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The fourth installment of this blog series. Could I have chosen a better title? Yeah, probably, but it was either this (which popped into my mind because of this, from The Simpsons) or some half-assed reference to Led Zeppelin IV. Thank goodness I chose the former, because otherwise I would've wound up making some terrible blog related pun out of "Stairway to Heaven".
But I'm rambling here. Been wanting to give my opinion on two games: one is a game it seems almost everyone has played and given thoughts on (and still are) and the other is a stealth game that came out last year. A whopping "good for you" if you manage to guess each without scrolling down to see what they are, but that might not be possible considering that this isn't the longest of introductions, and you'll probably see a picture of at least one of the games. I also give my recommendations on something, so without further ado....LIVING IN COLUMBIA! (As Sung By Me Imitating James Brown)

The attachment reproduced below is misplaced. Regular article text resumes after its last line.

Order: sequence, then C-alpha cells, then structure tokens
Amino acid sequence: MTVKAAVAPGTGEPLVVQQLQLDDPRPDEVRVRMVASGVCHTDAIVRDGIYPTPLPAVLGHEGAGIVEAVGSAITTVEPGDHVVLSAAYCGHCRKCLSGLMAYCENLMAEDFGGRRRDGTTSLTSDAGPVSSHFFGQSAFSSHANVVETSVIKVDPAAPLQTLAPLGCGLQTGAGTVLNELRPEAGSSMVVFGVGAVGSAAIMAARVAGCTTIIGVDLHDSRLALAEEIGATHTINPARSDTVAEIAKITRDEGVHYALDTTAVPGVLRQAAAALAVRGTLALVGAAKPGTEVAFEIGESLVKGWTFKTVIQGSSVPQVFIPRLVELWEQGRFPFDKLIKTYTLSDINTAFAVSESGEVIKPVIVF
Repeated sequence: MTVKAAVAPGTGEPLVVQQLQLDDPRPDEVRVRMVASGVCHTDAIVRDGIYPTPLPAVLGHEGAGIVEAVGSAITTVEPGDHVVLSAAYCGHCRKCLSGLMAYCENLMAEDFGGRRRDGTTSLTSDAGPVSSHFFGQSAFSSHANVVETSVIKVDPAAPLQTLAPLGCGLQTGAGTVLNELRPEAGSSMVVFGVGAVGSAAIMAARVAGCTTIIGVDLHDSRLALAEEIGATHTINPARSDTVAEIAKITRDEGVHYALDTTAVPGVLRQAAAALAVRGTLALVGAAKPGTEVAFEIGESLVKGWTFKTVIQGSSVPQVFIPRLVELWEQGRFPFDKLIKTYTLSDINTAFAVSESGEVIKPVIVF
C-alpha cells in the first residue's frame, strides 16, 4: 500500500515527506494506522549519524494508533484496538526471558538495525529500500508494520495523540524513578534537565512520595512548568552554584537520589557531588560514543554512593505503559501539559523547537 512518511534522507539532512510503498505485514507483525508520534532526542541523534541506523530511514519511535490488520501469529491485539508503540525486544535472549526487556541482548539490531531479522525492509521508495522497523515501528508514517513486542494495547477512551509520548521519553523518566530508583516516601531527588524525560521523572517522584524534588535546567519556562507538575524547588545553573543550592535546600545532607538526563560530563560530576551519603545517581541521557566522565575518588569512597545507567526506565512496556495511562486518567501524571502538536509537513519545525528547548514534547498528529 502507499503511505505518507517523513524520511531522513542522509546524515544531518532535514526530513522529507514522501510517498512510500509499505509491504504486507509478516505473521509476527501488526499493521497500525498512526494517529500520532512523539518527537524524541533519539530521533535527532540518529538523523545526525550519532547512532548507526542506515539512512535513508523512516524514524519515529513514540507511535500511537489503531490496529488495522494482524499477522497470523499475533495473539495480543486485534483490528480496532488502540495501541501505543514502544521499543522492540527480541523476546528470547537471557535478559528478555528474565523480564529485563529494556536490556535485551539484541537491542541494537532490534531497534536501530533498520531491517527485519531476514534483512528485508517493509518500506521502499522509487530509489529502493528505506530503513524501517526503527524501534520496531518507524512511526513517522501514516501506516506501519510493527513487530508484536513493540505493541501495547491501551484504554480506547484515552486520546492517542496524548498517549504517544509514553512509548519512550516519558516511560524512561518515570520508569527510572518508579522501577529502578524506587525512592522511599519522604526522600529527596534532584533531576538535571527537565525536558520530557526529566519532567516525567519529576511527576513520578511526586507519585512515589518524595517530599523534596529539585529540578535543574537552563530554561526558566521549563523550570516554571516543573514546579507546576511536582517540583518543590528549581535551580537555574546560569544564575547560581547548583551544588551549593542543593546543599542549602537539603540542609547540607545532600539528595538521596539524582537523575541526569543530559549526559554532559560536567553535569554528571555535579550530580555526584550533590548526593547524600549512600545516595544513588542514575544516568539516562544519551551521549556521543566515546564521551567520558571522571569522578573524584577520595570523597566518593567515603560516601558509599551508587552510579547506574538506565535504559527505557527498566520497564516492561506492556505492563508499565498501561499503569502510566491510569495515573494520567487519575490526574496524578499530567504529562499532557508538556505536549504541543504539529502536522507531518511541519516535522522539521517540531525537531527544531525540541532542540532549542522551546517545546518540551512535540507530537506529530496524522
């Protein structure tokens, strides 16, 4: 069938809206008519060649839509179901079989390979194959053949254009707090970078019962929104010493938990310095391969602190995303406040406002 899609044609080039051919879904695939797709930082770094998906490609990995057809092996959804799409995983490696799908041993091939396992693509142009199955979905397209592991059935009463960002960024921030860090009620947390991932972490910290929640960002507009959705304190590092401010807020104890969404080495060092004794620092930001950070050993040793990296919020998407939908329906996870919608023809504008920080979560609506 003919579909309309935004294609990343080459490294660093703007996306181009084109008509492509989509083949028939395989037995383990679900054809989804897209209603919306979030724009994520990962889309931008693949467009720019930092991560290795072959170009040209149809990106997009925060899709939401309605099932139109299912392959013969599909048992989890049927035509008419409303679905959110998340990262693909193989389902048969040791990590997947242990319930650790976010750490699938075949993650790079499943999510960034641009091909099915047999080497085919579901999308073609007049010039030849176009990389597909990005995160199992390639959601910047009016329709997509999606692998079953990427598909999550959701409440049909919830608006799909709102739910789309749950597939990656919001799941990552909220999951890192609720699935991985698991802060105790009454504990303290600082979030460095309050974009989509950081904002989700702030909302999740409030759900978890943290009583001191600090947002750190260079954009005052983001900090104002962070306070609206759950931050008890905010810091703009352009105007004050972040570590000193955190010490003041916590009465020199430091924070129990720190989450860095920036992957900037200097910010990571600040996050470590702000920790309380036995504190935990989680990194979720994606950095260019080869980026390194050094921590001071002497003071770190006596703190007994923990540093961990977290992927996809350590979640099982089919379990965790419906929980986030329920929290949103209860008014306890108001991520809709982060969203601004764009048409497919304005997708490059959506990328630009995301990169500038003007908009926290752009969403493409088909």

I originally wanted to post a full blog about my thoughts on BioShock Infinite (with a different title, of course), but I had hard time posting my thoughts at length and felt that even if I did wind up doing that, it would wind up short. Instead of scrapping it however, I decided it would be a good idea to feature it in a Mini Musing. Might still run a bit long, but whatever:What I Liked:-The Characters: One of my concerns going into BioShock Infinite was how Booker DeWitt (the main character) was going to be. Though what I'd seen from gameplay videos impressed me, in my experience with more vocal fps heroes, they've been rather dull. Either that or they're just silent protagonist, a la Gordon Freeman from Half-Life, Jack from the first BioShock, and the Lone Wanderer and the Courier from Fallout 3 and New Vegas. I'm happy to say that I thoroughly liked Booker as a character. As a character with a troubled past, he could have easily come off feeling like one of the several from this generation similarly themed. Only, at least to me, he didn't. Booker was actually a guy I could tolerate playing as as opposed to getting annoyed with.Elizabeth, the girl Booker is supposed to get out of Columbia, is also very well done. She very easily could have been nothing more than the damsel in distress, but like Booker, manages to be a lot more. I really liked the interaction between her and Booker, and also really liked her development throughout the game. The fact that she's quite helpful on the gameplay side of things also went far in my book. Whether it was cash, health, salts, or tears, I loved it that Elizabeth was actively trying to help you during battle, and she often came through when I was in a tight situation.The rest of the cast, from the Luteces to Comstock, were all pretty good, too.-The Setting: I've never been one to pick apart or find much meaning in the setting (or quite frankly, any part) of a game. In the time since BioShock Infinite came out, there's been a number of people (some of which users on here) dissect the political and historical commentary represented by the city of Columbia and its leaders and citizens. Though I was able to pay attention to some of that, it really didn't matter to me. Honestly, ever since the reveal trailer for Infinite, I just wanted to explore Columbia. Starting out seemingly like paradise found and quickly descending to a civil war harboring hell, it doesn't disappoint. I suppose that's all that matters to me.-The Story: Don't really want to spoil anything for those of you haven't yet gotten around to playing the game, so I'll try to keep this simple. Starting out with Booker trying to make his way to Elizabeth, it starts out slow, but builds up well. Once tears are made a more major plot element is when, I feel, the game's story takes off. I only became more engrossed as I wound through the game, and couldn't wait to see how it ended. Though I can see why there might be some that take issue with where the story winds up, I don't think I've ever come across an ending that shut me up like BioShock Infinite's did. It's certainly worth the discussion I've seen about it.What I Didn't Like:-Something's Missing: Whether I'm alone in feeling this way, I don't know, but, I honestly felt there should've been more, at least story and setting wise, in BioShock Infinite. I won't hesitate to say that the gameplay videos released for the game in the last few years sort of heightened my expectations. Not saying what's there isn't good, it's just that part of me expected a little more.-Vigor Traps and Weapons Upgrades: Though they're certainly not the most useless gameplay element I've seen, I never found much use for vigor traps. Only one I ever recall using that often was the trap for the Possesion vigor. Otherwise, I fired them all willy-nilly. And though they do help, I never felt the weapons upgrades really did much. Truth be told, I remember the upgrades in the first BioShock feeling like they made more of a difference. Whether that's because those actually altered the appearance of weapons, thus creating an illusion of more power, I don't know. Doesn't change the fact that some, if not most of the weapons upgrades, felt useless to me.-Songbird: Game Informer's Joe Juba perfectly sums up my thoughts on Songbird in this Spoiled video. Never once did I feel that Songbird's presence was as imposing as it was hyped up to be.As you can see, aside from certain gameplay elements, I really enjoyed BioShock Infinite. Looking forward to playing it again. (I knew this section would run longer than intended.)In The Shadows of Dunwall